While eucalypts tower over other forest trees, competition is fierce as young gums battle for sunlight with pioneering rainforest species. Tall Eucalypts dominate the canopy and include blue gums, mahoganies, peppermints and green-leaved ashes. Wet sclerophyll forests are highly combustible and susceptible to fire[1].

The pomaderris apetala (common dogwood) is a widespread and beautiful rainforest species. It is one of the main components in the canopy of wet sclerophyll forests. It has large leaves, which have irregular margins and irregularly lumpy surface. The plant bears large clusters of pale yellow flowers in Spring.


“Rainforest Beauty” Collection - Concept and Processes
My new, contemporary fabric design collection, “Rainforest Beauty” is based on one of Australia’s truly unique Tasmanian rainforest native plant species, the pomaderris apetala better known as the common dogwood. Inspired by my visits to the Tasmanian wet forest areas I have created this collection to showcase the beauty of this plant species in a modern, timeless and unique design aesthetic.

The “Rainforest Beauty” Collection comes in a series of design formats and color ways - Rainforest Beauty amidst the Berries, Rainforest Beauty amidst the Stars, Rainforest Beauty amidst the Droplets.

As with all of my fabric designs, white fabrics, in this case cotton, were dyed and/or over dyed using time-honored hand dyeing techniques to add visual depth, pattern and contrast to the fabric background/s. Using time-honored hand printing processes the fabrics were then screen-printed with images of common dogwood over the entire fabric lengths. Additional techniques of stenciling and stamping were employed for some designs in the collection. Using analogous and/or complementary colors (in each specific color way), additional layers of complex images were overprinted in glazes, transparent, opaque and metallic pigments until a richly hued and multi layered surface was created.

“Rainforest Beauty amidst the Berries”
“Rainforest Beauty amidst the Berries” comes in two color ways - one in rich blue and purple hues, the other in a palette of softer green and lilac hues. To create visual depth multiple, complex layers of common dogwood and berry images were screen printed and overprinted in a random, floating pattern over the entire fabric using glazes, transparent, opaque and metallic pigments to create a visually contrasting, richly hued and multi layered surface.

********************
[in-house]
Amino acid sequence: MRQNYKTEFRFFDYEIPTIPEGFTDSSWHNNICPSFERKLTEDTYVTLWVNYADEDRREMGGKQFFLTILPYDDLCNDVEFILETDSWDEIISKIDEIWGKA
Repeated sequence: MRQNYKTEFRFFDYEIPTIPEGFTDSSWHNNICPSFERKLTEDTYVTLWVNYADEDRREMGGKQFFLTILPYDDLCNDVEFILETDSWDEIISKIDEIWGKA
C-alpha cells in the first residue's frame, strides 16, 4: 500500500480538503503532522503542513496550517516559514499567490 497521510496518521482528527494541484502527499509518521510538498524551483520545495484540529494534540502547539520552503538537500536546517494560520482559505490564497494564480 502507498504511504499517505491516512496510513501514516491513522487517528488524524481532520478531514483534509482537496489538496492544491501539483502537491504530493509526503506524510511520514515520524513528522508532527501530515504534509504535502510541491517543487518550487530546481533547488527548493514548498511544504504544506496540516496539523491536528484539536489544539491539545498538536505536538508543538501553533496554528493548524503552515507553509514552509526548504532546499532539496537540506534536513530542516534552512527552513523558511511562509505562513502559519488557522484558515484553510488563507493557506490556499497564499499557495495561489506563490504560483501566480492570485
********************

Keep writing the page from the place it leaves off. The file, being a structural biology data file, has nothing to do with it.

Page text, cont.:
“Rainforest Beauty amidst the Stars”
“Rainforest Beauty amidst the Stars” comes in two color ways - one in soft, pale blue and grey-green hues, the other in a harmonious suite of grey-blue and soft taupe-grey hues. To create visual depth multiple, complex layers of common dogwood and floating ‘star’ images were screen printed, stenciled and overprinted in a random, floating pattern over the entire fabric using transparent, opaque and metallic pigments to create a visually contrasting, richly hued and multi layered surface.

“Rainforest Beauty amidst the Droplets”
“Rainforest Beauty amidst the Droplets” comes in one multi color way - a dynamic, richly patterned, shibori dyed background in hot vivid pink, hot orange/red and deep blue hues. The linear, gradated structure of the dyed pattern gave an interesting formal quality to the background design. Mono printed dot shapes were printed onto the dyed surface layer. To create visual depth multiple, complex layers of common dogwood and paisley images were screen printed, stamped and overprinted in a semi-formal repeat pattern over the entire fabric using transparent and metallic pigments to create a visually deep, richly hued and textured surface.

The fabric and patterning in the “Rainforest Beauty” Collection can be designed using variations of the above color ways and patterning techniques to create a truly unique and individual statement. “Rainforest Beauty” Collection fabric lengths and fat quarters can be used for wearable art, accessories, quilts, furnishing, as framed artworks and interior design projects. Please contact me to discuss further options.


“Rainforest Beauty amidst the Berries”

“Rainforest Beauty amidst the Berries” in rich blue and purple hues (close view).
Technique and Material: Multi-color dyed and screen printed employing transparent, opaque and metallic pigments on cotton.
Size: 110 cm wide x 94 cm high.

“Rainforest Beauty amidst the Berries” in rich blue and purple hues (close-up view).

“Rainforest Beauty amidst the Berries” in rich blue and purple hues (detail view).

“Rainforest Beauty amidst the Berries” in soft green and lilac hues (full view).
Technique and Material: Multi color dyed and screen printed employing glazes, transparent, opaque and metallic pigments on cotton.
Size: 77 cm wide x 109 cm high.

“Rainforest Beauty amidst the Berries” in soft green and lilac hues (close up view).

“Rainforest Beauty amidst the Berries” in soft green and lilac hues (detail view).


“Rainforest Beauty amidst the Stars”

“Rainforest Beauty amidst the Stars” in soft, pale blue and grey-green hues (full view).